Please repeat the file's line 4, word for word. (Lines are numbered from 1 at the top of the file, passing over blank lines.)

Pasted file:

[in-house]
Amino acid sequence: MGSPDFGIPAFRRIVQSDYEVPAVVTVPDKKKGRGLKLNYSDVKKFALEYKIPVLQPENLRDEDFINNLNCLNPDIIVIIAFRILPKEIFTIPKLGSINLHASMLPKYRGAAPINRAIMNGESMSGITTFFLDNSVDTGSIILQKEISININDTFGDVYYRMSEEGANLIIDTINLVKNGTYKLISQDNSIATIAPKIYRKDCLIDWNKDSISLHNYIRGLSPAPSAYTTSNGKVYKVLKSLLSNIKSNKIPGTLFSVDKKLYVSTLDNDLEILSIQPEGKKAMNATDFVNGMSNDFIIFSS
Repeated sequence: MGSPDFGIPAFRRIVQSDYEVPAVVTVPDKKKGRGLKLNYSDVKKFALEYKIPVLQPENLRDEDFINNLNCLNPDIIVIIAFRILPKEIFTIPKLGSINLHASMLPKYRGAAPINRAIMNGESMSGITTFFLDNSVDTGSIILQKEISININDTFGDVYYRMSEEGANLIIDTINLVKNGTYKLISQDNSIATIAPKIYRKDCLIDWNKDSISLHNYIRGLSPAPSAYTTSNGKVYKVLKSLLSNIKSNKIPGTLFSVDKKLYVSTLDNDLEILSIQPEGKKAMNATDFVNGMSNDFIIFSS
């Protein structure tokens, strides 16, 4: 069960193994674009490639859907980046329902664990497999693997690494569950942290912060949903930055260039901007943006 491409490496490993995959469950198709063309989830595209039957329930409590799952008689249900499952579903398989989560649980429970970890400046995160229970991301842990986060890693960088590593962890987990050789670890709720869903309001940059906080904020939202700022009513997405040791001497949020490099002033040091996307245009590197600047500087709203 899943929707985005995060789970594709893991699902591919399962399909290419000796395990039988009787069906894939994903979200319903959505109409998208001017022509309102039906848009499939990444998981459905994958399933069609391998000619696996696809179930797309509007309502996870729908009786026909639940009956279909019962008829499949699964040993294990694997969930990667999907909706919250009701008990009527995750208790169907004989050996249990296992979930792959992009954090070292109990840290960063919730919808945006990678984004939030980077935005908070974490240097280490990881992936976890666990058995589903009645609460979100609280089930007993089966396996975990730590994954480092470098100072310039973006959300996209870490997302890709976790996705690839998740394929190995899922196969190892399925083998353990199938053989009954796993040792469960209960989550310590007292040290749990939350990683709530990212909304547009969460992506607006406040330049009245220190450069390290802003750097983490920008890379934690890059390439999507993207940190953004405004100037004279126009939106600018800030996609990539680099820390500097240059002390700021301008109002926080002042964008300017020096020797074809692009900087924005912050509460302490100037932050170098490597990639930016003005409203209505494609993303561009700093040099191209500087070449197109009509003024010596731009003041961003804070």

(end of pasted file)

């Protein structure tokens, strides 16, 4: 069960193994674009490639859907980046329902664990497999693997690494569950942290912060949903930055260039901007943006 491409490496490993995959469950198709063309989830595209039957329930409590799952008689249900499952579903398989989560649980429970970890400046995160229970991301842990986060890693960088590593962890987990050789670890709720869903309001940059906080904020939202700022009513997405040791001497949020490099002033040091996307245009590197600047500087709203 899943929707985005995060789970594709893991699902591919399962399909290419000796395990039988009787069906894939994903979200319903959505109409998208001017022509309102039906848009499939990444998981459905994958399933069609391998000619696996696809179930797309509007309502996870729908009786026909639940009956279909019962008829499949699964040993294990694997969930990667999907909706919250009701008990009527995750208790169907004989050996249990296992979930792959992009954090070292109990840290960063919730919808945006990678984004939030980077935005908070974490240097280490990881992936976890666990058995589903009645609460979100609280089930007993089966396996975990730590994954480092470098100072310039973006959300996209870490997302890709976790996705690839998740394929190995899922196969190892399925083998353990199938053989009954796993040792469960209960989550310590007292040290749990939350990683709530990212909304547009969460992506607006406040330049009245220190450069390290802003750097983490920008890379934690890059390439999507993207940190953004405004100037004279126009939106600018800030996609990539680099820390500097240059002390700021301008109002926080002042964008300017020096020797074809692009900087924005912050509460302490100037932050170098490597990639930016003005409203209505494609993303561009700093040099191209500087070449197109009509003024010596731009003041961003804070």